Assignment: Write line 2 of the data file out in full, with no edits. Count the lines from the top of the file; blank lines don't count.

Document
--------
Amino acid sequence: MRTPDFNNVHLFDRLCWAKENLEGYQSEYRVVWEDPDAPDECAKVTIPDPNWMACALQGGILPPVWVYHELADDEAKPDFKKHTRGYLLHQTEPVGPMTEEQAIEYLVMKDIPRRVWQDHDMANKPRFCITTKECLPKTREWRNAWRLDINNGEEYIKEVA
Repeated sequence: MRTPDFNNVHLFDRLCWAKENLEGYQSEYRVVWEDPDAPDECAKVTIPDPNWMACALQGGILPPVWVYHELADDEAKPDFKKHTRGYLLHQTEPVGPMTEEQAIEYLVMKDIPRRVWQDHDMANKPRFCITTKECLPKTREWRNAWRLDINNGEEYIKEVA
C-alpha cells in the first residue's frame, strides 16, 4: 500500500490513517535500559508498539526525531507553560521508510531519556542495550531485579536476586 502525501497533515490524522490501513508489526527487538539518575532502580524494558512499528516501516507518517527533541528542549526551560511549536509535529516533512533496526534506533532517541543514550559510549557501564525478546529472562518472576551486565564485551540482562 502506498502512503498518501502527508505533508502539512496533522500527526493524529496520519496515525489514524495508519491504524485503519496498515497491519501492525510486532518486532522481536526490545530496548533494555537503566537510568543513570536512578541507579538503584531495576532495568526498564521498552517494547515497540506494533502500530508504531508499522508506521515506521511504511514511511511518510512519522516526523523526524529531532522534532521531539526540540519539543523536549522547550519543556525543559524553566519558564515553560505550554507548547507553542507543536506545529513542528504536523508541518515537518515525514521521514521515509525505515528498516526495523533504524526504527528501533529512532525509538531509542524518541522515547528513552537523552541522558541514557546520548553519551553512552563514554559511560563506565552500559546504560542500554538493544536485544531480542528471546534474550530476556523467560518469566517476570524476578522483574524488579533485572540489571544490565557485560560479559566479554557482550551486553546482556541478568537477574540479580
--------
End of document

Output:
Repeated sequence: MRTPDFNNVHLFDRLCWAKENLEGYQSEYRVVWEDPDAPDECAKVTIPDPNWMACALQGGILPPVWVYHELADDEAKPDFKKHTRGYLLHQTEPVGPMTEEQAIEYLVMKDIPRRVWQDHDMANKPRFCITTKECLPKTREWRNAWRLDINNGEEYIKEVA